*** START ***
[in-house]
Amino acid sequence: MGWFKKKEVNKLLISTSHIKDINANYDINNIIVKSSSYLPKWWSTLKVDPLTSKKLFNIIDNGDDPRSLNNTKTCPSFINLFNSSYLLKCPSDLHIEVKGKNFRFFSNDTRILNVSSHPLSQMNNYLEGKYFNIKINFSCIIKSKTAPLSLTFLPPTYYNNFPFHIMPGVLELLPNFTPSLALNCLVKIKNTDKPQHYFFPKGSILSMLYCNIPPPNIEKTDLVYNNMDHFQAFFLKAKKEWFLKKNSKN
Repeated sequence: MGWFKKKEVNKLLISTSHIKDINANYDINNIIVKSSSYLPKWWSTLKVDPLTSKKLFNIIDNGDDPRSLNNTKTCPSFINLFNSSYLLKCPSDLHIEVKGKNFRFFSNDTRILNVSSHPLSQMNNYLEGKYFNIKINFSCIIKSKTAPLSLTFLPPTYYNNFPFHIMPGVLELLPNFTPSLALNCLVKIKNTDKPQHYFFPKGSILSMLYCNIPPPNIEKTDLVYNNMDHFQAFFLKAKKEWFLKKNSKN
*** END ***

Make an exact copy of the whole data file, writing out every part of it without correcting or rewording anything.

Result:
[in-house]
Amino acid sequence: MGWFKKKEVNKLLISTSHIKDINANYDINNIIVKSSSYLPKWWSTLKVDPLTSKKLFNIIDNGDDPRSLNNTKTCPSFINLFNSSYLLKCPSDLHIEVKGKNFRFFSNDTRILNVSSHPLSQMNNYLEGKYFNIKINFSCIIKSKTAPLSLTFLPPTYYNNFPFHIMPGVLELLPNFTPSLALNCLVKIKNTDKPQHYFFPKGSILSMLYCNIPPPNIEKTDLVYNNMDHFQAFFLKAKKEWFLKKNSKN
Repeated sequence: MGWFKKKEVNKLLISTSHIKDINANYDINNIIVKSSSYLPKWWSTLKVDPLTSKKLFNIIDNGDDPRSLNNTKTCPSFINLFNSSYLLKCPSDLHIEVKGKNFRFFSNDTRILNVSSHPLSQMNNYLEGKYFNIKINFSCIIKSKTAPLSLTFLPPTYYNNFPFHIMPGVLELLPNFTPSLALNCLVKIKNTDKPQHYFFPKGSILSMLYCNIPPPNIEKTDLVYNNMDHFQAFFLKAKKEWFLKKNSKN